“Every reform movement has a lunatic fringe.”

That quote comes from President Theodore Roosevelt, noted sportsman and conservation proponent. It refers to the characterization of extremists within a social movement as having fanatical views.

Few reform movements approach this level of zeal as much as the animal rights movement.

A major problem with this movement is that it more closely aligns with vegan activism than that of animal protection.

Not only do many of the largest animal rights organizations give little of their money to local animal shelters (HSUS gives less than 1%), but some even are actively killing domesticated animals. It seems these groups would rather spend their millions of donor dollars on lobbying and paying settlements than helping them find new homes.

It’s outrageous, and it’s not getting any better.

It seems that part of the movement, codified in itself, is to push others away from the concept of animal welfare and towards the fairytale of animal ‘rights’. They’re seeking radical change, nothing else will suffice.

According to the modern animal rights movement, unless you are a vegan, promote veganism, and cultivate a hatred for animal agriculture, you cannot possibly care for animals. This foolish viewpoint permeates throughout the more extreme-minded segments of the movement.

Perhaps they’re following the example of HSUS leader Wayne Pacelle, who once famously stated, “We have no problem with the extinction of domestic animals.”

Or, In Defense of Animals President Elliot Katz, “It is time we demand an end to the misguided and abusive concept of animal ownership. The first step on this long, but just, road would be ending the concept of pet ownership.”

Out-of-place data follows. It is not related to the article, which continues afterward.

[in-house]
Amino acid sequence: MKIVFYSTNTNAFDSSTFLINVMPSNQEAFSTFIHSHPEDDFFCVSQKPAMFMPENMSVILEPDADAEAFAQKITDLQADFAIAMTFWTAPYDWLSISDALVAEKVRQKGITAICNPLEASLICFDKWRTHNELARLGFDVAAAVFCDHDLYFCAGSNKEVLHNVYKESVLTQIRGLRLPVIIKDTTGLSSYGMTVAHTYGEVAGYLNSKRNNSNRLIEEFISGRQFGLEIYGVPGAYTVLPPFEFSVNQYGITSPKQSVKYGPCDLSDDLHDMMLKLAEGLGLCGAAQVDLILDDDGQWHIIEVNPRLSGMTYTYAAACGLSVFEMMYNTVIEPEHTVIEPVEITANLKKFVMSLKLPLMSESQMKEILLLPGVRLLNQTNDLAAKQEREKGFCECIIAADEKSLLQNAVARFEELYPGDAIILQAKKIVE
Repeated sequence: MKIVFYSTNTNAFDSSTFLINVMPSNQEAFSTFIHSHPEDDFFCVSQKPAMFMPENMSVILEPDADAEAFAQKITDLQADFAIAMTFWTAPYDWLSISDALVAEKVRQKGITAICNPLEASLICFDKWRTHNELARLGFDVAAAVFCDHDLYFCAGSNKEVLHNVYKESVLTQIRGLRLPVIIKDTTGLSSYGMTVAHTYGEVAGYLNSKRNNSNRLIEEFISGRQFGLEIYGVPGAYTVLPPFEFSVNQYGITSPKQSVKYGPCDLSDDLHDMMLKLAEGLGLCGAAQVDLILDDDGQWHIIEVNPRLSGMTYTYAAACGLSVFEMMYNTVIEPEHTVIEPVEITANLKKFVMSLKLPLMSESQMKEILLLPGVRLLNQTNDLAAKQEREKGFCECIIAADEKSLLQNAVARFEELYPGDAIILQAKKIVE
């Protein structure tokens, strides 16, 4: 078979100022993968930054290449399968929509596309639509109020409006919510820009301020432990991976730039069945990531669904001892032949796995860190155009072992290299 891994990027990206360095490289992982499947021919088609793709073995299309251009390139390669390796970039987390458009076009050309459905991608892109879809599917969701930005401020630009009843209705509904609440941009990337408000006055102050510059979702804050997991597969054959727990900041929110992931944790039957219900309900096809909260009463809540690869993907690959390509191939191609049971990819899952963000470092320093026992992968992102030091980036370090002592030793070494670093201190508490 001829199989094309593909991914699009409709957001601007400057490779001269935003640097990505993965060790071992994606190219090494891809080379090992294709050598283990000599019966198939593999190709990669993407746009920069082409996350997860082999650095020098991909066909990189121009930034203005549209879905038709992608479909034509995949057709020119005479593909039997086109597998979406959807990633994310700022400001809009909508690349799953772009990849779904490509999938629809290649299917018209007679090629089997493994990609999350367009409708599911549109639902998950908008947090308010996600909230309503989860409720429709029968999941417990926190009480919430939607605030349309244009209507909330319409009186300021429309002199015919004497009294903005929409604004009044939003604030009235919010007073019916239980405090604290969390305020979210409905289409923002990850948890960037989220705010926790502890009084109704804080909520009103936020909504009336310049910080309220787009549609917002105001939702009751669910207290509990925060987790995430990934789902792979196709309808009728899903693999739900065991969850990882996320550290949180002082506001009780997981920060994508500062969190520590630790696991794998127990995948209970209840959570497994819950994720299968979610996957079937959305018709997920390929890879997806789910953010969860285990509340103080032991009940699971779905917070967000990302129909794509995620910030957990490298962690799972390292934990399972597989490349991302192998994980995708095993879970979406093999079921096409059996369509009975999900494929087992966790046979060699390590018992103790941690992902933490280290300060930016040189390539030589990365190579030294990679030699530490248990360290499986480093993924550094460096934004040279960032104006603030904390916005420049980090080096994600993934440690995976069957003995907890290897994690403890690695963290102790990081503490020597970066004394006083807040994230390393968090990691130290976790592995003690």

What happened to the concept of humane treatment, species protection, or promoting life over death? Recently, the country of Swaziland has attempted to send 18 of its endangered African Elephants to America because of a severe drought threatening their lives.

The country is facing backlash from several animal rights groups, including PETA, ALDF, and the Performing Animal Welfare Society. They are considering legal action to block the transport permits that were approved by the U.S. Fish and Wildlife Service.

Animal rights activists would rather have the animals die in their own country than come to America for a better life, better care, and protection. How can this possibly be considered improvement for the animals?

It isn’t better for the animals, but it aligns with the agenda of radical animal rights organizations to end the natural connection between humans and animals. As we discussed in a 2015 article on the animal rights agenda against zoos,

“These individuals wish to demolish good and safe homes for animals under an abstract concept of animal rights, disregarding animal welfare. This does no good for either humans or animals.”

If they truly believe that the best option for animals is to be completely disconnected from the human species, what does that tell us about their view of humans? The animal rights movement is one of the most hypocritical activist movements out there.

It is easy to see how narrow minded the movement is in the words of one activist, Lauren-Elizabeth McGrath who writes for ecorazzi.com, as she tears apart The Dodo for not being radical enough. She said,

“…the most important message that we all know helps change the world for animals everywhere: the necessity of becoming vegan.”

She and her activist allies refuse to recognize that the act of eating animals in and of itself is not empirically evil, nor inhumane. We have eaten meat for thousands of years. There are innumerable health benefits to meat, and most animal owners give impeccable care to their animals.